This is not a matter of new information, or more information. It requires a change in attitude. It requires a change in the attentiveness you pay to your experience in the present moment.


We have a very limited view of what’s going on. We are subjectively unaware of most of what our minds are doing. And yet, when we think about what matters – what matters is consciousness and its contents, оkay, consciousness is everything; our experience of the world, experience of those we care about is a matter of consciousness and its contents. So, whatever the origin of consciousness, the most important question for us is how can we truly be fulfilled in life? How can we create lives that are truly worth living, given that these lives come to an end? [...] The frame we put around the present moment is important and largely determines our experience of it, but it seems possible, in fact, to experience life more nakedly than this. To experience it without the obvious framework. To pay attention to the present moment closely enough, so that you’re not doing anything to it.


But, you see, your mind is all you have. Okay? It’s all you’ve ever had. It’s all you have to offer other people.


If you’re constantly ruminating about what you just did, or what you should have done, or what you would have done if you only had the chance, you will miss your life. You’ll fail to connect with it. You’ll fail to connect with other people. When other people talk, you’ll be waiting for them to shut up, so that you can say what’s on your mind to say. Even when you don’t have an opportunity to talk, in a moment like this, when you just need to listen, the conversation, as an automaticity, continues. You have a voice in your head that keeps saying things. Haven’t you noticed? The conversation we have with ourselves every minute of the day comes at a cost. I’m not saying that discursive thought is not necessary, or useful, but it is a mechanism by which most of our suffering is inflicted. The sorrow, and the self-doubt, and the anxiety, and the fear, and, yes, the fear of death. Thinking is useful. But being perpetually lost in thought – isn’t. Being the mere hostage of the next thought that comes craining into consciousness isn’t useful. So if there is an antidote to the fear of death and the experience of loss that’s compatible with reason, I think it’s to be found here. The purpose of life is pretty obvious. We are constantly… why do we create culture and form relationships beyond matters of mere survival? We are constantly trying to create and repair the world that our minds want to be in.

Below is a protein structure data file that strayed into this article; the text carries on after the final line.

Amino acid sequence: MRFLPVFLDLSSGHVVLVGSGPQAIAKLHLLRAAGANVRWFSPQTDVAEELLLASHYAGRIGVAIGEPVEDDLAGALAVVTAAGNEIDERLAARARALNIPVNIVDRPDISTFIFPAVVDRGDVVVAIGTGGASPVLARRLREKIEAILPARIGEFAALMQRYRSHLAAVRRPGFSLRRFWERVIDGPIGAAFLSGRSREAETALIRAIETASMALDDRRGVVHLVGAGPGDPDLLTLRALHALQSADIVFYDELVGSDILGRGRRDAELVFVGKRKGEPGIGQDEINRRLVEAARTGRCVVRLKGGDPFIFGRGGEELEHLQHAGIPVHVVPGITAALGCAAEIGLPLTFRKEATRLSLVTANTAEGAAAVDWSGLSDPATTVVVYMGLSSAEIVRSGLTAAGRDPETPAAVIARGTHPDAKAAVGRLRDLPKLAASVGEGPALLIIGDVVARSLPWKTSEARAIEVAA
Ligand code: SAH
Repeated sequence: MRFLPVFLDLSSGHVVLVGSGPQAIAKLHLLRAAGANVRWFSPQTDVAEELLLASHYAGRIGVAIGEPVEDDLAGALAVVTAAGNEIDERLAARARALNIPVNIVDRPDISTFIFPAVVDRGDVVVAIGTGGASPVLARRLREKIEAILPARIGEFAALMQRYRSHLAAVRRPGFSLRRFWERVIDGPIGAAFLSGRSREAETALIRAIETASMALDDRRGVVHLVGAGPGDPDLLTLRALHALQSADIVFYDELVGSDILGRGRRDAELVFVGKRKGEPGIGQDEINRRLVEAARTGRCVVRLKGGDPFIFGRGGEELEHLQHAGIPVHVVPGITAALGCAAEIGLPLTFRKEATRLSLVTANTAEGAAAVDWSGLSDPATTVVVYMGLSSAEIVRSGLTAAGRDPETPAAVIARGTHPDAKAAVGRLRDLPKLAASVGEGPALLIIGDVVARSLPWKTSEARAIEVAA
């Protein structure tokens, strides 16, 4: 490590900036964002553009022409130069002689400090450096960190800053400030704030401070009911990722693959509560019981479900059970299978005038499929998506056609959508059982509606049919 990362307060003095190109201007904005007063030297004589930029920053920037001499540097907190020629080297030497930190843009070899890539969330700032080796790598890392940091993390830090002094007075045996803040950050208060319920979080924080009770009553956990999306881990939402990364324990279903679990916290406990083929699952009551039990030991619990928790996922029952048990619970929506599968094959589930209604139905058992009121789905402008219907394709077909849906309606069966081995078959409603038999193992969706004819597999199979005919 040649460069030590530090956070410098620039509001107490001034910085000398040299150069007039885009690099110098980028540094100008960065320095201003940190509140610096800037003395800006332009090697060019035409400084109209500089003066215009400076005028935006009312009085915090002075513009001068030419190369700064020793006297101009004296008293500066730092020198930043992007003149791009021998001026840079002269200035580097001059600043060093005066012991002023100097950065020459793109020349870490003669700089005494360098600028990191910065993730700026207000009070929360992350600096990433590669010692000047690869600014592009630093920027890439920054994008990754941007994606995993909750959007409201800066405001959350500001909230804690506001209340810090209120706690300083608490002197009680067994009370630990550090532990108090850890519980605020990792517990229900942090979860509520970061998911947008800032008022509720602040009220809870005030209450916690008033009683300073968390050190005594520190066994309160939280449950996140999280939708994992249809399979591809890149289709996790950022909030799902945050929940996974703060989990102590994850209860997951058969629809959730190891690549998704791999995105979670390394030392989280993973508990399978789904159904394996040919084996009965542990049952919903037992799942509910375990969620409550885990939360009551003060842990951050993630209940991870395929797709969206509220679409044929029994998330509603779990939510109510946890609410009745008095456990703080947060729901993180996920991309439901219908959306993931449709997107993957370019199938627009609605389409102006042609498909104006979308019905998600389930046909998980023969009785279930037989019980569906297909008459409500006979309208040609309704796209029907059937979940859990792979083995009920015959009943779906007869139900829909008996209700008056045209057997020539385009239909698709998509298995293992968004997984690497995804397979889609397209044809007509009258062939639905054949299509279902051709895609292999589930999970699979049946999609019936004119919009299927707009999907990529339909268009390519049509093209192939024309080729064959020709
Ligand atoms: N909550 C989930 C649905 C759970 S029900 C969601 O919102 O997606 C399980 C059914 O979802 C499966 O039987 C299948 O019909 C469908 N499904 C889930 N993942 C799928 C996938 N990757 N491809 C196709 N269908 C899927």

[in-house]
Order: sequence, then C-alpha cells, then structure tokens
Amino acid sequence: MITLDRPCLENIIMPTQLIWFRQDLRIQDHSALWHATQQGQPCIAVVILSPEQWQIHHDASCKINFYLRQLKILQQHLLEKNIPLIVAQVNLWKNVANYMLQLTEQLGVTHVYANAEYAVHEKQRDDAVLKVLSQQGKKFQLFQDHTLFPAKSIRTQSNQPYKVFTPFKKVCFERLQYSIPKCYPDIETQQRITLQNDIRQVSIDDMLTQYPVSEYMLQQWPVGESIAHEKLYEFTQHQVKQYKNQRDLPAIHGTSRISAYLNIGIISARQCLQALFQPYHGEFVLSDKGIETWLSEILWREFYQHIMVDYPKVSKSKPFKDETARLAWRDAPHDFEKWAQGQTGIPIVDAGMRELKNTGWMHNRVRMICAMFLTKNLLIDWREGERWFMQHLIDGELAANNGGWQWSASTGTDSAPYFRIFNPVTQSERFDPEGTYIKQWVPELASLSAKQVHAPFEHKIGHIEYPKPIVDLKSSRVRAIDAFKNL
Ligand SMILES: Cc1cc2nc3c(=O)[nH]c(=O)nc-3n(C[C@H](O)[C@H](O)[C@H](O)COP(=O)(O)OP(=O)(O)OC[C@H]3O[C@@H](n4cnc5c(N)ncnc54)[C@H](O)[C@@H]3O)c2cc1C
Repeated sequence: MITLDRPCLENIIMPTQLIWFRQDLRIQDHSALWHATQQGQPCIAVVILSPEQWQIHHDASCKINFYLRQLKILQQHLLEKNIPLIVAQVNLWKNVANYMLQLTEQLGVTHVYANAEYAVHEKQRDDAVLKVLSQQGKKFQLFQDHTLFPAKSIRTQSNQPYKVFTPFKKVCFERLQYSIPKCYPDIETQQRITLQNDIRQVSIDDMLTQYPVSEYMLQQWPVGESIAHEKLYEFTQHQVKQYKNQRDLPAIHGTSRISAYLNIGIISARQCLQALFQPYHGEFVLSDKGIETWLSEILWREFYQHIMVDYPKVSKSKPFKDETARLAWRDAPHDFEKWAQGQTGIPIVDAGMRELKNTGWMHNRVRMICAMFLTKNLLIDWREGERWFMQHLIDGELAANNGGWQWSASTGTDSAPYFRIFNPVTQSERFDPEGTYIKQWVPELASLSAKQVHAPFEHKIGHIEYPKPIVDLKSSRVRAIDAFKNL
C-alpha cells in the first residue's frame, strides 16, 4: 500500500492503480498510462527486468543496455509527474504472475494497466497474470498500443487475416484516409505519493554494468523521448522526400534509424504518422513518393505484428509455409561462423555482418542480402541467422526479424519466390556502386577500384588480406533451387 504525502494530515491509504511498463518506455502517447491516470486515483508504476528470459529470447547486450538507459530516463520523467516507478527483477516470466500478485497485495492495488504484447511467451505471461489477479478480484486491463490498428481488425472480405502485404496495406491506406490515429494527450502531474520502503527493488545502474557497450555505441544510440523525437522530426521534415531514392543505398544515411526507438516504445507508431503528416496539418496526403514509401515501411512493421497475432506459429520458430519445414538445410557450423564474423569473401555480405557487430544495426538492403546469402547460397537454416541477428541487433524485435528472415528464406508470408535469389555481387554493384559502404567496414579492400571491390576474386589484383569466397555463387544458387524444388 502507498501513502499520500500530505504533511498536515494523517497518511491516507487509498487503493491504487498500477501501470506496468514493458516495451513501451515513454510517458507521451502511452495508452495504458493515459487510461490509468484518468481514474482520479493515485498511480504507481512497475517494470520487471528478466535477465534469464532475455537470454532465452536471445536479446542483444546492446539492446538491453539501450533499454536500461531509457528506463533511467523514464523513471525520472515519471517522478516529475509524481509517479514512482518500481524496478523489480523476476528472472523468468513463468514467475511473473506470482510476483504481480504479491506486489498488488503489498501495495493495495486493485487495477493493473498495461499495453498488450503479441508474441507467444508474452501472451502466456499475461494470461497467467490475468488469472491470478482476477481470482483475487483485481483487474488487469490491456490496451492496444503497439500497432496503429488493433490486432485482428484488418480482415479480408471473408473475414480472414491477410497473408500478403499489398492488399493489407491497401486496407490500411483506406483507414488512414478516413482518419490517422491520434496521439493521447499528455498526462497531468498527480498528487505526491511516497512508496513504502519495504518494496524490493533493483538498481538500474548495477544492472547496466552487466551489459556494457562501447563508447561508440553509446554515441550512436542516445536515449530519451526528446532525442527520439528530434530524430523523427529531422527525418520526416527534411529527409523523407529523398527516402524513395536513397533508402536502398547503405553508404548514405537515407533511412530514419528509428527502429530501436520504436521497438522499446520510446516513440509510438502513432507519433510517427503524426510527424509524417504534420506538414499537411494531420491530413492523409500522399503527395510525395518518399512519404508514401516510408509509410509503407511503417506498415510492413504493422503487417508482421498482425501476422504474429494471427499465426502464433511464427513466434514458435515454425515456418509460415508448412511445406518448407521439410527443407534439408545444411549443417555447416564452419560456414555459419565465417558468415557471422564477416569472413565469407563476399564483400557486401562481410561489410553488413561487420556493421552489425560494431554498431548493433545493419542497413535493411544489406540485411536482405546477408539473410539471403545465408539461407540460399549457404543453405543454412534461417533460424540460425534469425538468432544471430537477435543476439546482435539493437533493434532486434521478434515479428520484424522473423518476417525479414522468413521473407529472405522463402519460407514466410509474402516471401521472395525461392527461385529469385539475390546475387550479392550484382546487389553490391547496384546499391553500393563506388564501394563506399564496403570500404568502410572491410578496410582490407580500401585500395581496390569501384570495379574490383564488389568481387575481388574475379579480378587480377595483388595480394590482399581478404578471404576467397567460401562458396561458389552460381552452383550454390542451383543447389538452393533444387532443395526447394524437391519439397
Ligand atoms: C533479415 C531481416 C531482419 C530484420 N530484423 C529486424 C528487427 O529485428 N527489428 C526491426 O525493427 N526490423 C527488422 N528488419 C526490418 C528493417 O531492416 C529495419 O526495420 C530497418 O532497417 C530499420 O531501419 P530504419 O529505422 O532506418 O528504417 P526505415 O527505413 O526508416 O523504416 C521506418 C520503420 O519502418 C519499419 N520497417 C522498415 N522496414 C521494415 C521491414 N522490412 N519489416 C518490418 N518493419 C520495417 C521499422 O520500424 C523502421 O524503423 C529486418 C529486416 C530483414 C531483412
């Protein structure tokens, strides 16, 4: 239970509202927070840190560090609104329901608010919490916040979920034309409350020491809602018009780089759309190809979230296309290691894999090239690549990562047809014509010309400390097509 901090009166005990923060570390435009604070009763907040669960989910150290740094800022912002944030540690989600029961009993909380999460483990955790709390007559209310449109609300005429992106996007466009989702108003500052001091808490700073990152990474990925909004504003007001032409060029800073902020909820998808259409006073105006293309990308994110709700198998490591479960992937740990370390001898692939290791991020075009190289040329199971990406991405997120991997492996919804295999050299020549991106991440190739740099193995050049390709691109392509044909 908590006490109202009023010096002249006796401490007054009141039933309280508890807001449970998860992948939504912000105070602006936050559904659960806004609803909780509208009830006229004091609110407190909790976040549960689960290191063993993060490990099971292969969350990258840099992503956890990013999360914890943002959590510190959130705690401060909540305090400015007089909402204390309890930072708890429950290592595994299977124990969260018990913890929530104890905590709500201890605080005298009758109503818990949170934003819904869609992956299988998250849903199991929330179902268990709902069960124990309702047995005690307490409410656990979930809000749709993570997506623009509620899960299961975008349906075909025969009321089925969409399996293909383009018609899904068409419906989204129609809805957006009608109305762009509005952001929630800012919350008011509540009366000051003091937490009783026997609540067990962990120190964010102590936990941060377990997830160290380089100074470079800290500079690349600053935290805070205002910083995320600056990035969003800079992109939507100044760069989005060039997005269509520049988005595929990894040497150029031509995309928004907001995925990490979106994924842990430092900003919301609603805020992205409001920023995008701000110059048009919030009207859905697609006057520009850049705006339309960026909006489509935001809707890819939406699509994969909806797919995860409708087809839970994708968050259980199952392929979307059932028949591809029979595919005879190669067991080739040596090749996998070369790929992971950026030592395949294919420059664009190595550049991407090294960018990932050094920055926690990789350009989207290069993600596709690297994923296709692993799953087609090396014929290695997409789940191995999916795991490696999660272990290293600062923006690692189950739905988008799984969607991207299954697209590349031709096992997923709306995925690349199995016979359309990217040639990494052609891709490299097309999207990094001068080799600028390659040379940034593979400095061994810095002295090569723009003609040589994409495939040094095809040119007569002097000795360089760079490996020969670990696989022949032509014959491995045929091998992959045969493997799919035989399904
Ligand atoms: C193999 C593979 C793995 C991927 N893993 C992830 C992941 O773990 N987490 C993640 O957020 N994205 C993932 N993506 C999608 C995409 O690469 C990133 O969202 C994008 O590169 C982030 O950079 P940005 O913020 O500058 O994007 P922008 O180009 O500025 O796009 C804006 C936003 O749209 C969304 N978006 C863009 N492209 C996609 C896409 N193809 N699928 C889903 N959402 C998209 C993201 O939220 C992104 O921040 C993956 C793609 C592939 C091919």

zum vorherigen Blogeintrag                                        zum nächsten Blogeintrag 



Liste aller Blogbeiträge zum Thema "Zitate"

Kommentar schreiben

Kommentare: 0

Impressum | Datenschutz | Cookie-Richtlinie | Sitemap
Diese Website darf gerne zitiert werden, für die Weiterverwendung ganzer Texte bitte ich jedoch um kurze Rücksprache.